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for neither Meat, nor abftaining from Meat, commendeth us to Gody: but for the Sake of its good Effects. Proportionably therefore, as in any Perfon's Cafe it is found, on impartial and full Trial, to fail of those Effects, or to produce bad ones, which outweigh or equal them, it ceases to be a Duty; any farther than the Obligation of fetting no hurtful Example, and giving no Offence, may justly demand Regard. And as the Cafes of different Perfons differ extremely, it is either wicked Tyranny, or pitiable Unfkilfulness, to enjoin, as the Church of Rome doth, all Perfons to abstain, so often, and for fo long together, from eating Flesh; and all Persons of fuch an Age, and fuch a State of Life and Health, to eat only once in a Day, or little more, of what they are fuffered to eat. Prefcribing fuch Rules, as thefe, to the whole World, must bring Hardships and Diftreffes on Millions of Perfons, efpecially the Poor, from which they can receive no Good, but may fuffer much Harm. It will give them wrong Notions of Religion, as confisting principally in outward Obfervances; and multiply griev

1 Cor. viii. 8.



oufly the Temptations to Sin, by adding imaginary Duties, that will often be more difficult than the real ones. They allow indeed fome occafional Exceptions from thefe general Rules and yet, even did they alfo allow Perfons to judge for themselves, when their Circumstances came within thofe Exceptions, it would still be a Source of endless Doubts and Scruples to timorous Minds. But befides the Uncertainty, whether they may in Conscience defire to be excepted, they are subjected to the Will and Pleasure of others, whether that Defire fhall be granted; and to a large Expence for it, if it be: And these and other Difpenfations are one Fund of Wealth to the Clergy and Court of Rome, which they have ufed to the vileft Purposes. No Part of all this is founded on Scripture: nor even on the Practice of the primitive Church; which for fome Ages laid no Neceffity on any one of Fafting at fuch particular annual Seafons ; much lefs of Fafting for many Days and Weeks together; and when they did fast, made no Diftinction between. the Ufe of Flesh and Fish; but left every one the Liberty, which Chrift and his Apostles had left them as indeed our own Church hath

hath done too. For though it hath mentioned certain Times of Abftinence, which it might have been unfafe not to mention at the Time of the Reformation: yet this, being backed by no new Injunction, amounts only to recommending them, fo far as each Perfon fhall find no real Objection against them. And certainly moft, if not all Perfons, would find, on the contrary, much Benefit from leffening even their lawful Indulgences of Senfe at proper Seasons, and the present Season in particular. But in order to our judging rightly, in what Degree this will be expedient for us, divers Things ought to be confidered. Not many indeed of our Church, in the present Age, run at all into exceffive Austerities very far from it, God knows. But if any do, they ought to be warned: and though none did here, the Chriftian Doctrine ought to be vindicated from the Imputation of leading to fuch Extremes any where.

Some obferve conftantly a Diet fufficiently low; fome few perhaps, too low. Now for thefe, who live in a State of daily Fafting, to fuperadd other Fafts, especially frequent and rigid ones, may be prejudicial, not only to their Healths, of which they are bound to be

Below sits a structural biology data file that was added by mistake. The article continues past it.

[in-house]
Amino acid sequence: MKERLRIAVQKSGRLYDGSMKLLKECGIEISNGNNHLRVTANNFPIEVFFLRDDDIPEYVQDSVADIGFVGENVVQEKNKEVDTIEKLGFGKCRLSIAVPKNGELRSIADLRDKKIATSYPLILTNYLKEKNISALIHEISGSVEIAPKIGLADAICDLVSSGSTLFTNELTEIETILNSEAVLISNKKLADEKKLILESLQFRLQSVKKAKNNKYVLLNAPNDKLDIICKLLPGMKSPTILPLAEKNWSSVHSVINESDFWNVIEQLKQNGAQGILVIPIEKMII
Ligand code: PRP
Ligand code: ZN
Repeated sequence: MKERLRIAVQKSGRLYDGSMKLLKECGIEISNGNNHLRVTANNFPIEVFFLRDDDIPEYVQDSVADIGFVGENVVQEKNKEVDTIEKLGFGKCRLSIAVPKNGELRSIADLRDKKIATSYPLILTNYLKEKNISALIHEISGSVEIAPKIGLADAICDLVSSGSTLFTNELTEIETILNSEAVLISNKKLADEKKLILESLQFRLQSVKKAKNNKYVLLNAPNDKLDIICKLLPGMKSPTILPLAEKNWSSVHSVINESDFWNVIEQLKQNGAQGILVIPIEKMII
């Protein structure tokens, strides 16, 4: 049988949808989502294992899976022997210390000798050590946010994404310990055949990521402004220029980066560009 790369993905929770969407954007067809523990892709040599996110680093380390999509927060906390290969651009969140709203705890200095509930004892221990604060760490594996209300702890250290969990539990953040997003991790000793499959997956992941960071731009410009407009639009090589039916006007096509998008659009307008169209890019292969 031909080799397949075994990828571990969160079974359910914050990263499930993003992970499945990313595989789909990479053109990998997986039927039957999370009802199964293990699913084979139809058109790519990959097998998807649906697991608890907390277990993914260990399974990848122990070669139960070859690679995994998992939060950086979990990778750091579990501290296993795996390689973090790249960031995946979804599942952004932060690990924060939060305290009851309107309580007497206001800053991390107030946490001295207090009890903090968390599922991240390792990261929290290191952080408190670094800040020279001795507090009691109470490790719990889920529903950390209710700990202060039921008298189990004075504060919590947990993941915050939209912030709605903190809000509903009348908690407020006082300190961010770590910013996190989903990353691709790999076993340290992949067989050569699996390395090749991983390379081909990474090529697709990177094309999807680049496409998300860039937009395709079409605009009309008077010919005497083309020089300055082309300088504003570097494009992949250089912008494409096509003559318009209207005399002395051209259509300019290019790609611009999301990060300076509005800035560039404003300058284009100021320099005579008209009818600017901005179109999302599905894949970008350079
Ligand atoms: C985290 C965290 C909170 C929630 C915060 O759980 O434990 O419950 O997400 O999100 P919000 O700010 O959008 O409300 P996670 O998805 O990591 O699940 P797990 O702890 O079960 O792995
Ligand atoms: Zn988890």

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be careful, but to their moral Difpofitions, and
their very Understandings.
It may render
them less, instead of more capable of serious
Reflection and religious Exercises: it may un-
fit them to go through their proper Bufinefs
in common Life: it may incline them strong-
ly to Moroseness of Temper. And though
the Ill-humour, into which People wilfully
work themselves upon fafting Days, is to be
ascribed to themselves only: yet so much of
it, as Abftinence really brings upon them
against their Wills, is to be ascribed to that ;
and is no fmall Evil. But farther yet: low-
fpirited and fcrupulous Perfons may, for Want
of supporting their Strength of Body, on which
the Firmness of the Mind in Part depends,
by a fufficient Quantity of Food, increase their
Fears and Perplexities most surprisingly: till
at Length there will fcarce remain a fingle
Action, that they can do or abstain from with
a quiet Conscience. And, at the fame Time,
on the other Hand, Perfons of warm and en-
thufiaftic Imaginations are heated by long and
strict Fasts beyond any Thing: till they feel
Impulfes, hear Voices, fee Visions; forget
the World to which they belong, and live in
a new one of their own Creation. Now ac-


cording to the Degree, in which there is Danfuch Inconveniences, we ought ger of any either to avoid intirely what causes them, or obferve a due Moderation in it: else our Abftinence may easily do us much more Hurt, than Service.

And another important Rule is, never to make Vows, or even Refolutions that we will fast so often, with such or fuch Rigour, for any particular Time to come, especially to any distant Time. For it feldom or never happens, that fuch Things are of real Advantage. And they bave fo frequently been Snares and Distresses, that all Perfons ought to be warned against them and they, who are most prone to them, ought to be most afraid of them.


But fuppofing we are, by Nature, ever so well qualified to receive Benefit from the Practice of this Duty: yet none will follow, unlefs we guard against Mistakes.

Fafting confifts in abstaining, wholly or in Part, from our ordinary Food. Abftaining wholly the former Part of the Day is undoubtedly the natural, and should be the general Method of doing this. But they, in whofe Cafe good Reasons forbid it, may, by properly reftraining themselves in the latter



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